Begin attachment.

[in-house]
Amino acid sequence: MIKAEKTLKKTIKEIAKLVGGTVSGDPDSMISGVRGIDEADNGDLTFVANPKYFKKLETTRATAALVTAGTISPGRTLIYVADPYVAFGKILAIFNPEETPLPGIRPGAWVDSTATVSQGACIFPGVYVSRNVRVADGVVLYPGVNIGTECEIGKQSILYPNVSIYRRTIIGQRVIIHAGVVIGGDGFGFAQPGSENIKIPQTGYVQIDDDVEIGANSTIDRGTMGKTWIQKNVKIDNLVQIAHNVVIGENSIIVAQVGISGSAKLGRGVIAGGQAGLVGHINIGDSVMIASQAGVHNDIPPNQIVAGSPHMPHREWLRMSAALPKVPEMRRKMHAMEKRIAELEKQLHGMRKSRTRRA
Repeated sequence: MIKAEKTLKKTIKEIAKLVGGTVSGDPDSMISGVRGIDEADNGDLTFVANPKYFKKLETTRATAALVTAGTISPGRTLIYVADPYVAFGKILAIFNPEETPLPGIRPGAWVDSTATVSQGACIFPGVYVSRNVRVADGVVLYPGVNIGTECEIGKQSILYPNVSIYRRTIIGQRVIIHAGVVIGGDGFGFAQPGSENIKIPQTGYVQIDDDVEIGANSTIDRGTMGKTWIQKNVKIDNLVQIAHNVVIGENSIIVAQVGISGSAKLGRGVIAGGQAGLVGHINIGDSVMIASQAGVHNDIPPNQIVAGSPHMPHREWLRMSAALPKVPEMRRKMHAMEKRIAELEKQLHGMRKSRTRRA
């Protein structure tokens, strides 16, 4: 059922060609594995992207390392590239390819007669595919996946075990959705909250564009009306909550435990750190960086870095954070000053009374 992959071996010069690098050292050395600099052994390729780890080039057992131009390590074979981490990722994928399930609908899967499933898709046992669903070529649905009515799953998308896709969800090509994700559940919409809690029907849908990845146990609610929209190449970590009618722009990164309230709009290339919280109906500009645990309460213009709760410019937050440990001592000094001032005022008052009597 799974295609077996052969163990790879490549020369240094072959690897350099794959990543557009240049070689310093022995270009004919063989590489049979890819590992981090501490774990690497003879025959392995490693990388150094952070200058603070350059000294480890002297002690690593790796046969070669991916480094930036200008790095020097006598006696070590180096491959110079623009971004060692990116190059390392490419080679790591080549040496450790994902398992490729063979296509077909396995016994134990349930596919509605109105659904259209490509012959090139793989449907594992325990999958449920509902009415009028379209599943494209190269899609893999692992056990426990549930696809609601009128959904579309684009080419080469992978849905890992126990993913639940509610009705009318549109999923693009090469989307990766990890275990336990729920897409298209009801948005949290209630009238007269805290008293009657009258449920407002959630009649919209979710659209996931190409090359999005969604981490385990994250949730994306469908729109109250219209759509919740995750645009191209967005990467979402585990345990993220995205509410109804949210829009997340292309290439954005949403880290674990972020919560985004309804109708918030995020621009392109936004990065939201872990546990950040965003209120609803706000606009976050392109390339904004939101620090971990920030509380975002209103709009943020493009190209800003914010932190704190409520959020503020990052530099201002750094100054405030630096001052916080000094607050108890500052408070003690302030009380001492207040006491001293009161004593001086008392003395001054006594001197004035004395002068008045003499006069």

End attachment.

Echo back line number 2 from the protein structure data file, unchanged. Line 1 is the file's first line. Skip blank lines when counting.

Amino acid sequence: MIKAEKTLKKTIKEIAKLVGGTVSGDPDSMISGVRGIDEADNGDLTFVANPKYFKKLETTRATAALVTAGTISPGRTLIYVADPYVAFGKILAIFNPEETPLPGIRPGAWVDSTATVSQGACIFPGVYVSRNVRVADGVVLYPGVNIGTECEIGKQSILYPNVSIYRRTIIGQRVIIHAGVVIGGDGFGFAQPGSENIKIPQTGYVQIDDDVEIGANSTIDRGTMGKTWIQKNVKIDNLVQIAHNVVIGENSIIVAQVGISGSAKLGRGVIAGGQAGLVGHINIGDSVMIASQAGVHNDIPPNQIVAGSPHMPHREWLRMSAALPKVPEMRRKMHAMEKRIAELEKQLHGMRKSRTRRA